Is BJP interested in West Bengal Assembly elections at all?

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The ruling Trinamool Congress (TMC) and the Opposition Left Front have announced their candidates for the seven-phase Assembly election in West Bengal starting April 4.

Election schedules for 4 states and Puducherry

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Left releases list of 116 candidates; former CM Buddhadeb Bhattacharjee not to contest

While the former announced names of candidates for all 294 seats on March 4, the day the election schedules were declared by the Election Commission, the Left declared its first list of 116 candidates on Monday (March 7).

west bengal bjp

The Congress is expected to announce its list in sometime since it is currently in the middle of a process of electoral understanding with the Left Front, if not an alliance.

Why is BJP still not releasing its candidate list for Bengal polls?

That leaves the BJP. The saffron party, which got 17 pe cent vote share in the state in the 2014 Lok Sabha election and also won an Assembly bypoll later that year, hasn't yet revealed its list of candidates. For many observers, the party has seen a steep fall since the Lok Sabha election and failed to produce any magic in last year's civic polls in the state.

It is said that their organisation is so poor at the moment that they have failed to hold rallies with a significant attendance. The central leadership has also expressed its displeasure over the state leaders' failure in nurturing a strong front in the state.

Remembering 'Howrah Model' in West Bengal electoral politics

But another section of analysts feels there could be more to the story. In 2013, the BJP had decided not to field any candidate for a Lok Sabha by-election in Howrah and the TMC went on to win the seat, beating both the Left and Congress. But why did the BJP give up an opportunity in a constiteuncy where it had polled 37,723 votes, a figure more than the margin by which the TMC had beaten its closest rival (37,392 votes)?

According to reports, the BJP had decided not to contest the bypoll at the last minute after TMC supremo Mamata Banerjee's confidant KD Singh had a 'coincidental' meeting with then BJP president Rajnath Singh.

Former Bengal BJP chief Rahul Sinha had also admitted that the top brass conveyed its decision to not contest the bypoll at the last minute but he chose not to shed much light on the meeting between the two Singhs in New Delhi.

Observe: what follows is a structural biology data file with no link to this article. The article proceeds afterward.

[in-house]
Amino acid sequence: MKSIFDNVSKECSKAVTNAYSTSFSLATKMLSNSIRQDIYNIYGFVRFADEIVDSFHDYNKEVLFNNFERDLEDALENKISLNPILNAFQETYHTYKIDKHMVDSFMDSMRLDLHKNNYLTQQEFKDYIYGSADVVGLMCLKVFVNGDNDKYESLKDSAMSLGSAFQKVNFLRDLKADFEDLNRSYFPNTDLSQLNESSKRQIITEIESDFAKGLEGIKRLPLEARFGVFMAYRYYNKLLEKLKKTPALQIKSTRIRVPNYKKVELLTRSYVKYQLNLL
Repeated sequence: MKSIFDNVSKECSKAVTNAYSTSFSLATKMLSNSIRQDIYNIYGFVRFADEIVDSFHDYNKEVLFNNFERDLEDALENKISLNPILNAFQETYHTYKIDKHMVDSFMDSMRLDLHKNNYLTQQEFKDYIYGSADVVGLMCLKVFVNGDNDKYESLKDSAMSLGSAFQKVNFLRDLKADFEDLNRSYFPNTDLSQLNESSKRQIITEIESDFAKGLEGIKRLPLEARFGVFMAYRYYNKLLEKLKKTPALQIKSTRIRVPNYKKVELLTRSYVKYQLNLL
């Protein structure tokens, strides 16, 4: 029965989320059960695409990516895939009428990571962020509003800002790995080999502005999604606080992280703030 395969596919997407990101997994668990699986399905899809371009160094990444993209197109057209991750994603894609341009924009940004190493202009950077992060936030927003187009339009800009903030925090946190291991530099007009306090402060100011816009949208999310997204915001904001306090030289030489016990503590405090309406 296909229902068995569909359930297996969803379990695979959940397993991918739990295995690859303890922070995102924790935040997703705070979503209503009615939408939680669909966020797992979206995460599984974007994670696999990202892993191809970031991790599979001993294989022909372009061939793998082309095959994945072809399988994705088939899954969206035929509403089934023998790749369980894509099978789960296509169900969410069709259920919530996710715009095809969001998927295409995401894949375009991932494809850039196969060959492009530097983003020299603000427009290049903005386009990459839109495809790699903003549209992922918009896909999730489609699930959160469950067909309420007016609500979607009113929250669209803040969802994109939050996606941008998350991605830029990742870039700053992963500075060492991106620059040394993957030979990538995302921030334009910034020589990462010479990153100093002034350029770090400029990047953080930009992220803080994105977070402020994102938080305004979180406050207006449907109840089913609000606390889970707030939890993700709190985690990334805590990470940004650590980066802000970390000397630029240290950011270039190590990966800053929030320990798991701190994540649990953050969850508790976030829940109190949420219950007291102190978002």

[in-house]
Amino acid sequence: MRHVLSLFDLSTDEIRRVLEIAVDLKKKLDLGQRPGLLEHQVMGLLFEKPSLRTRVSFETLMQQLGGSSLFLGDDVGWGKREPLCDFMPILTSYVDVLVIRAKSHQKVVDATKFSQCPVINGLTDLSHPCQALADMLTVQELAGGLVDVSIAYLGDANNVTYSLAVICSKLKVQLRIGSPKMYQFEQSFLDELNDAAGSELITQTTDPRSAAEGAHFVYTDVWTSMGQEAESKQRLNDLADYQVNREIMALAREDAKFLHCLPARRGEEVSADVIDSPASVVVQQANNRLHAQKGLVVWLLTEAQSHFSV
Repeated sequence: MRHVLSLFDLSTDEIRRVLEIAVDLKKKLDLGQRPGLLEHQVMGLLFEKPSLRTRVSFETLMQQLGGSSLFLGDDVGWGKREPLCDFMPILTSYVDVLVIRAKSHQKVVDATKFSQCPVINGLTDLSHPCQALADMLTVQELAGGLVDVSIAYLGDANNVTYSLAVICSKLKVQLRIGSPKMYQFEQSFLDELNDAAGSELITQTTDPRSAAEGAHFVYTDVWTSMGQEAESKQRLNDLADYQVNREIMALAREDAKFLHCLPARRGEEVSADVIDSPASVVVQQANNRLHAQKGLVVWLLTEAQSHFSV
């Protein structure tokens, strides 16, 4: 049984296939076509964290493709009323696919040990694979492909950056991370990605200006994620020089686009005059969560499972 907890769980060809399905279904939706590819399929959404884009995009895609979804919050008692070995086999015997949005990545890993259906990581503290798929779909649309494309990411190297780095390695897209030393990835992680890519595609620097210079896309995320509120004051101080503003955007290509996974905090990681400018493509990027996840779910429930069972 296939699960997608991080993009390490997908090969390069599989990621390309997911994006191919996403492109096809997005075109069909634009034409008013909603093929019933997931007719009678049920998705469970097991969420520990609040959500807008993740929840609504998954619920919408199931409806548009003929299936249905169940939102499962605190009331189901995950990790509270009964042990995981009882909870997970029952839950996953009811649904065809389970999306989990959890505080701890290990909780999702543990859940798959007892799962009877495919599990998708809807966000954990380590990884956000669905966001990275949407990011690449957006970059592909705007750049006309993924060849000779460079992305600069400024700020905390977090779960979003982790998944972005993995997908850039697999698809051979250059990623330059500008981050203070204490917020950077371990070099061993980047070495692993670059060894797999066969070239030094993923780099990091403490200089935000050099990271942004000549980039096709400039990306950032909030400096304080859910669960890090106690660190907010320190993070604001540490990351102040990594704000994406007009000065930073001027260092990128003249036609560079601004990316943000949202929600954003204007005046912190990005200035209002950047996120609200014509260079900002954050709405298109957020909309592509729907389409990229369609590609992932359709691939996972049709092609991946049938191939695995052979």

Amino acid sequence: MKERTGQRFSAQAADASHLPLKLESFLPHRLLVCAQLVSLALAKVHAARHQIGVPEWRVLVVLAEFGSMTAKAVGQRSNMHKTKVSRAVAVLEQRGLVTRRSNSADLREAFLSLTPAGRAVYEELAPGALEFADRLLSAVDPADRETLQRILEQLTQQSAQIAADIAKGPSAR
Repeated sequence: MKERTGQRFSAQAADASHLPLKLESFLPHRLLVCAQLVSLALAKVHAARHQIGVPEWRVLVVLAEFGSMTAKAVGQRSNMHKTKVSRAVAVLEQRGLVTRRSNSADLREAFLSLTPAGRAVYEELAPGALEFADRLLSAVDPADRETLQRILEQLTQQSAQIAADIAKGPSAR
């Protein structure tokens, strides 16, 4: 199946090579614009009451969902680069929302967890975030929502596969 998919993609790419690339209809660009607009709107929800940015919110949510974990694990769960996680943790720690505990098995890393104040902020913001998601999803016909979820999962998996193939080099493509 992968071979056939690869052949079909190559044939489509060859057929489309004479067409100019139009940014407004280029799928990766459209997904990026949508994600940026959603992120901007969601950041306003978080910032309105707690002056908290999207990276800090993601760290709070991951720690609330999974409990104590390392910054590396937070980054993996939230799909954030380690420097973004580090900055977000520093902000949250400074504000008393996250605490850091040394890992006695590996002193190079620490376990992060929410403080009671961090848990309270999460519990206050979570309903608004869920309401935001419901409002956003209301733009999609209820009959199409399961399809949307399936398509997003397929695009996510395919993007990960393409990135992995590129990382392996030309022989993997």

It was said that the move was made by the BJP to keep Banerjee, who was fighting the snowballing Saradha scam then, in a comfortable position so that things remained smooth between them ahead of the Lok Sabha election in 2014.

The Howrah Model is considered an opposite to Left-Cong's Siliguri Model in WB

We had seen how Prime Minister Narendra Modi reached out at Banerjee before and in the initial phases of the Lok Sabha election but the latter responded in sharp terms, sometimes even by making below-the-belt attacks.

Perhaps Banerjee was publicly displaying a distaste for the BJP to secure her crucial minority votes.

'Howrah Model' as against the CPI(M)-Congress's 'Siliguri Model'

The BJP's decision not to vote in that bypoll is often called the 'Howrah Model', as against the 'Siliguri Model' whereby the Opposition CPI(M) and Congress came together to stop the TMC from coming to power.

Will BJP give TMC a respite in 2016 Assembly polls to reap benefits in future?

Is there any understanding between the TMC and BJP for this year's Assembly poll as well? Is the BJP going to field candidates in all 294 seats of the state? Reports said around 2,000 members of the party have expressed their desire to contest the upcoming polls but will the BJP find any gain in fielding Tom, Dick and Harrys?

A section is in favour of the two actors-turned-politicians from the state, Rupa Ganguly and Locket Chatterjee, to contest the election but the duo is not willing to contest for a number of reasons. In that case, will the BJP find it viable to allow the TMC have a free run in majority of the constituencies, expecting in return some support in the Rajya Sabha and also in the post-poll situation in 2019, when Modi will fight his first anti-incumbency challenge as the prime minister.

Bengal is a state where the BJP has little to lose; but it has much to gain at Centre

The BJP has been attacking the Left more than the TMC in issues related to the state, for example, the recent 'anti-national' protests in the Jadavapur University campus. For the BJP, letting go a state where it has very little to lose is not much of a loss, compared to serving its interest at the Centre, where much more is at stake.

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